Getting Ready

An important issue has yet to take center stage in the debate simmering over the impact that credentialing will have on the relevancy of a college degree. There is a difference between completing certification that leads a student/employee to present credentials and verification that credentials actually demonstrate proficiency. What happens if our commitment to increasing access effectively leads to a “dumbing down” of learned outcomes? In the end, who’s in charge?

For students preparing to learn, the question is especially relevant. While online learning, MOCC’s and other strategies improve efficiency, convenience, and access and are price sensitive, there will be wide variations in quality, acceptance and value. These technology-based changes are welcome from a public policy perspective because they directly address access and work force preparation. We should embrace their potential, understand that there will be early mistakes, and recognize that the pace of the evolution that higher education is undergoing has quickened.

Early traffic cops like the American Council on Education are wrestling with the oversight question. It will be interesting to see how policy plays out with regional accrediting groups. The danger is, of course, that efforts to impose order on expanding chaos will ultimately create new bureaucracies and ugly turf battles. Lost in much of this debate may be critical principles of shared governance in higher education.

In the end, America’s collegiate faculty must step up to the plate. In a system of shared governance, the faculty manages and credentials academic outcomes. Their task is to organize, teach and certify learning through the granting of the degree. This basic fact goes to the very heart of what our faculty contributes to American society. Should faculty give up this responsibility, it will undercut their role in governance and hasten the transition from colleague mentors to employees at will.

At the Edvance Foundation, we are sponsoring a program called the Nexpectation Network. The Network builds upon a multiyear pilot project at Bucknell University and significant planning support from major national foundations and corporations, including the Bill & Melinda Gates Foundation, among others. It proposes to take two-year graduates who are identified early and receive informed, ongoing and sustainable one-on-one mentoring.  These transfers are also embraced by a safety net of committed four-year mentors, and assessed throughout the experience, including as alumni, to help them achieve a four-year degree.  The results are striking, demonstrating that these students graduate at rates equal to or better than those traditional students in the comparable four-year graduating pool.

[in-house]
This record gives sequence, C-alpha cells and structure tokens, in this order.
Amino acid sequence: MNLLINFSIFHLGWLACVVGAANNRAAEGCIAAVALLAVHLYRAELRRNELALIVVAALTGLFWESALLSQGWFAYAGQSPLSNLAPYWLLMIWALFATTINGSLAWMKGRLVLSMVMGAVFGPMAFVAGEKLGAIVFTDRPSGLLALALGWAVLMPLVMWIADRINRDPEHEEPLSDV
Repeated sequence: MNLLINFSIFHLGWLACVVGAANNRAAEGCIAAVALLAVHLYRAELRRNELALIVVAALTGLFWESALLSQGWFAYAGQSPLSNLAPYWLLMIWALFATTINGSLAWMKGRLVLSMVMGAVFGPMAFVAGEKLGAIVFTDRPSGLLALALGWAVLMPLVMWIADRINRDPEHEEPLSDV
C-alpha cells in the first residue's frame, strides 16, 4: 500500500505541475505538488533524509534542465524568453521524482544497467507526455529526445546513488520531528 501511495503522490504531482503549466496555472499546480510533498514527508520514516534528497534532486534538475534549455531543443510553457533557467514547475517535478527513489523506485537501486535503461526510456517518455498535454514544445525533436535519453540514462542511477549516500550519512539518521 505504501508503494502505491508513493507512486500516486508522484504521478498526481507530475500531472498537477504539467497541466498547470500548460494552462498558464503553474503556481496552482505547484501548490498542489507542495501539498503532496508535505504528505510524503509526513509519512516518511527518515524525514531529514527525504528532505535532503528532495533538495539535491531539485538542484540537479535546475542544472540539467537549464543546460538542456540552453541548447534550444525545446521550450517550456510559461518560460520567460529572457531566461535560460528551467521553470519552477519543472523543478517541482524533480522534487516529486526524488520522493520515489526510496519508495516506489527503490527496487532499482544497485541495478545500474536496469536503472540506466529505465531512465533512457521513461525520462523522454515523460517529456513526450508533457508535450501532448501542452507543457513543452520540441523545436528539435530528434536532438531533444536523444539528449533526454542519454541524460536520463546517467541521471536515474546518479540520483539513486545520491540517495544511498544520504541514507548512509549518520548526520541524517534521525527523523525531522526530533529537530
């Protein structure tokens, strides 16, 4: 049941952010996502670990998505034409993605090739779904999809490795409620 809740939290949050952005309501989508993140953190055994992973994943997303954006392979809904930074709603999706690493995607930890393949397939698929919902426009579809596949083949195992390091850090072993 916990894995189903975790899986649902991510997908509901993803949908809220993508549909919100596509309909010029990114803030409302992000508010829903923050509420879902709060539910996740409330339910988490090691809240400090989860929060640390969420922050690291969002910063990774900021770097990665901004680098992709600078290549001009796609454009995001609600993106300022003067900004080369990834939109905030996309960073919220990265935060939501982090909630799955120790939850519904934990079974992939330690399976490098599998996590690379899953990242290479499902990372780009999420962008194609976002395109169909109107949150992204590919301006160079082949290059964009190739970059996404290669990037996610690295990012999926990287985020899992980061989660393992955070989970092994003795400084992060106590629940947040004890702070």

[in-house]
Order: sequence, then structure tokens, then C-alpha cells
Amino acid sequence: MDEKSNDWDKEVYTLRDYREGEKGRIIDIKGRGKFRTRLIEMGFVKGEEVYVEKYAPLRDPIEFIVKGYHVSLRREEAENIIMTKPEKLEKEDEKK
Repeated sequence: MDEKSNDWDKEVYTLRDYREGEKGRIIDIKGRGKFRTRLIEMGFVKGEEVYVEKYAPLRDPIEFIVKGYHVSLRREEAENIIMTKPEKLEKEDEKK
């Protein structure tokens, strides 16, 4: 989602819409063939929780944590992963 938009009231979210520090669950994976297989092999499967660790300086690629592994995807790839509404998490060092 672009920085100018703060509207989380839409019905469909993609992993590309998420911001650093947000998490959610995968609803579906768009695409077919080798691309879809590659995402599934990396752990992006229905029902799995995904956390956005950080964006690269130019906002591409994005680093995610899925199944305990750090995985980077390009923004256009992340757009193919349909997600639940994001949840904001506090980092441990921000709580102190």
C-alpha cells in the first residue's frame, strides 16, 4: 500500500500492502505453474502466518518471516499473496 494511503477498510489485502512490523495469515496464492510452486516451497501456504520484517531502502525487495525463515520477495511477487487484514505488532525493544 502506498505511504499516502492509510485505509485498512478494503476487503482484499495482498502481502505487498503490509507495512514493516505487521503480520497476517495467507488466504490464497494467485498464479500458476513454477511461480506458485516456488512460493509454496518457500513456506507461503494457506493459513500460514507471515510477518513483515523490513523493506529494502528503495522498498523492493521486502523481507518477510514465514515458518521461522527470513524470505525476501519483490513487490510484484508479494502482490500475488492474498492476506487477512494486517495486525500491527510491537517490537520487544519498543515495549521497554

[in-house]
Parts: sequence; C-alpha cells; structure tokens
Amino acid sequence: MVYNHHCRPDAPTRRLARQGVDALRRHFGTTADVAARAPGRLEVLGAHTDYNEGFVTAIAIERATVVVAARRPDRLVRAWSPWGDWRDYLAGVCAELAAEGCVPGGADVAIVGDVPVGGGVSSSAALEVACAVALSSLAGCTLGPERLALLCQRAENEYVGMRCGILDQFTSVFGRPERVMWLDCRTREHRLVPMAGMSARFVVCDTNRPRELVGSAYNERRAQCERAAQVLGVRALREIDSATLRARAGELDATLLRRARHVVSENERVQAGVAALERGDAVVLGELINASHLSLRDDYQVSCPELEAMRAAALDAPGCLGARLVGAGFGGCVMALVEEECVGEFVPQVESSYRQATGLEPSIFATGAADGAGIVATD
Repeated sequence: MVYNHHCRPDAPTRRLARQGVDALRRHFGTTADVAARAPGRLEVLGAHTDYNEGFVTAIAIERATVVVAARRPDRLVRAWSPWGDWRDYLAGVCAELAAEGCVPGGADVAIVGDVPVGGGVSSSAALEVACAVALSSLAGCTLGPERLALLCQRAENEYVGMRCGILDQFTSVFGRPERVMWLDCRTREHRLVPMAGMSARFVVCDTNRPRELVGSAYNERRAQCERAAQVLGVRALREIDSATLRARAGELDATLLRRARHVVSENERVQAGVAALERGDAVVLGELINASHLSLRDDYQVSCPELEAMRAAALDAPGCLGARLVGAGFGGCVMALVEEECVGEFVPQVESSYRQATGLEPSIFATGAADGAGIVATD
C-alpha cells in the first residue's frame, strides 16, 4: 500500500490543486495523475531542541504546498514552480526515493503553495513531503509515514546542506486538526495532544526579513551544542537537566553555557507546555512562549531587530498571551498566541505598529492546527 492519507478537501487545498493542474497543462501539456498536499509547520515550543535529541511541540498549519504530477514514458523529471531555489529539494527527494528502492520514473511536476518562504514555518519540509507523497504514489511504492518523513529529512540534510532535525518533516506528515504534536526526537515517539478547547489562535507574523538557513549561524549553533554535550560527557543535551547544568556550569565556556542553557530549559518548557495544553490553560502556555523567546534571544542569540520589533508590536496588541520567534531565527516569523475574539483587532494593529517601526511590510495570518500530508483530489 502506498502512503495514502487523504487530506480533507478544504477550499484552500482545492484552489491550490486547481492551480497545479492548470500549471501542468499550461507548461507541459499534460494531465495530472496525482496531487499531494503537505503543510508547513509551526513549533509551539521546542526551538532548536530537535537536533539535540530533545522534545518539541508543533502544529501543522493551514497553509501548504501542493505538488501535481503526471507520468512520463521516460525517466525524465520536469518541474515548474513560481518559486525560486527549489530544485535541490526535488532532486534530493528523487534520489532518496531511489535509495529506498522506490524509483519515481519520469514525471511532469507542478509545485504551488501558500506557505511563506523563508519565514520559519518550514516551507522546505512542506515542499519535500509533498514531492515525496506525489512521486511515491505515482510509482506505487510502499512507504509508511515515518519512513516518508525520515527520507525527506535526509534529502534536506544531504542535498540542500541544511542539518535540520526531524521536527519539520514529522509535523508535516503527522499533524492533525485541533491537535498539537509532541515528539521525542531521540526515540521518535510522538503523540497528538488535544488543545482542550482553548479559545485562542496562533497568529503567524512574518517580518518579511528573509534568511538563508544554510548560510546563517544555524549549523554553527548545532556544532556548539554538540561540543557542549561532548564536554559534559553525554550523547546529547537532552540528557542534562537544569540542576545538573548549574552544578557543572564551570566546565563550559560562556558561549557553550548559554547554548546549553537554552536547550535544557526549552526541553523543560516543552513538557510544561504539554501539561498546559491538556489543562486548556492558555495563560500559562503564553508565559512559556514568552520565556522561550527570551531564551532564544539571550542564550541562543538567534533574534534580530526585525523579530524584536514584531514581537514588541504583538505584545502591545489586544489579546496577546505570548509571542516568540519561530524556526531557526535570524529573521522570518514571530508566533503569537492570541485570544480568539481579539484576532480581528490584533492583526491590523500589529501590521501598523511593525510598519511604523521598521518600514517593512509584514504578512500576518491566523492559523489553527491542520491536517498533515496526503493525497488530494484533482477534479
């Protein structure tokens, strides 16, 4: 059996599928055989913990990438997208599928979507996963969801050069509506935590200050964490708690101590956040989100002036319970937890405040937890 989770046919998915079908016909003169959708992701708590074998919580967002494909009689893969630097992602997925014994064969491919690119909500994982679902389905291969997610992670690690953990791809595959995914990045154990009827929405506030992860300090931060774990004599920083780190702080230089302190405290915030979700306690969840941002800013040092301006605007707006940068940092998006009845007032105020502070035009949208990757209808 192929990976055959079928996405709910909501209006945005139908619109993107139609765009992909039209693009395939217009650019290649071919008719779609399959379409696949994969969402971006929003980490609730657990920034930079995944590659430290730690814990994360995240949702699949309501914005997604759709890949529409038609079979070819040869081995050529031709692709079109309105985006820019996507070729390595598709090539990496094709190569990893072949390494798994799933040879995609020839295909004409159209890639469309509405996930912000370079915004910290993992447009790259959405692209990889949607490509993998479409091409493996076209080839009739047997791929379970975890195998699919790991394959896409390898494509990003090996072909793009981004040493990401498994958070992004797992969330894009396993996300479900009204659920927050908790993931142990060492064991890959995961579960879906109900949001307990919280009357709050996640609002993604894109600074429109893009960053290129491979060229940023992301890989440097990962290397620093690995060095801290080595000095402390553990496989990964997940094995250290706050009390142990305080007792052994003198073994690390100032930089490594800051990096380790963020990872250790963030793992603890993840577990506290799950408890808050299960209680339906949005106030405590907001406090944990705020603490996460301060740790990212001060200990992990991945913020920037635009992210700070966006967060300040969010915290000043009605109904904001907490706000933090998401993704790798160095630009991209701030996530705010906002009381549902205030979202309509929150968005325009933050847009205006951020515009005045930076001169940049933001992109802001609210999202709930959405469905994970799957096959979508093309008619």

As we developed the business, marketing and communications plans, the Foundation’s directors have come to recognize the significant opportunity that exists by merging talents and expertise from the ed tech community with more traditional kinds of higher education.

What we found is that higher education can learn a great deal from our ed tech colleagues. Specifically, we can develop a technology platform that provides the backbone to communicate and provide admissions strategies geared towards social media where students live.  We can also create technology-based readiness strategies, and competency based training to prepare two-year graduates for four-year learning environments. As we worked through these components over the past nine months, what stood out clearly is that faculty must play a role beyond mentorship to craft a climate for student success.

When I applied to a private high school in the late 1960s, I took a test that determined not only whether I would be admitted to the school but also established my level of readiness. The outcome was clear, clean and simple, broadly communicated and widely accepted. The promise of technology to increase workforce preparation and produce an educated citizenry must merge the capacity and innovation of the ed tech community with the role that faculty plays governing higher education learning experiences. In the emerging battles between degree granting and credentialing, it’s not a question of either/or but why not both?

As part of the planning process, we conducted a listening tour in nearly 20 states and a national webinar series. We were struck by the similarities in what we heard from 800 higher education officials, nearly 400 of them college and university presidents. Among their comments, what resonated most loudly was a kind of red flag noting differences in the types of education offered that precluded a seamless transition to a four-year setting. Four-year leadership emphasized repeatedly that two-year graduates should be better prepared for a four-year experience.

These comments were not critical of two-year learning environments; indeed, four-year leadership often admired the work that had been done but saw the experience as different from what transfer students would find at their institutions. These leaders argued that what was needed were “ready” students on four-year terms who could get through their programs.

Somewhere in this debate is an easy compromise. Within American higher education, the different types of and approaches to education that exist must have “readiness” components that bridge learning styles, expectations and outcomes to create a seamless experience for the student no matter what route they take in their educational experience. Faculty must step forward – and soon – to claim their role at the table. It’s a different and nuanced role but done well the outcome will be the same. The failure to do so will create a vacuum.  What emerges from this period of chaotic opportunity will shape our understanding of how faculty contributes to American society.

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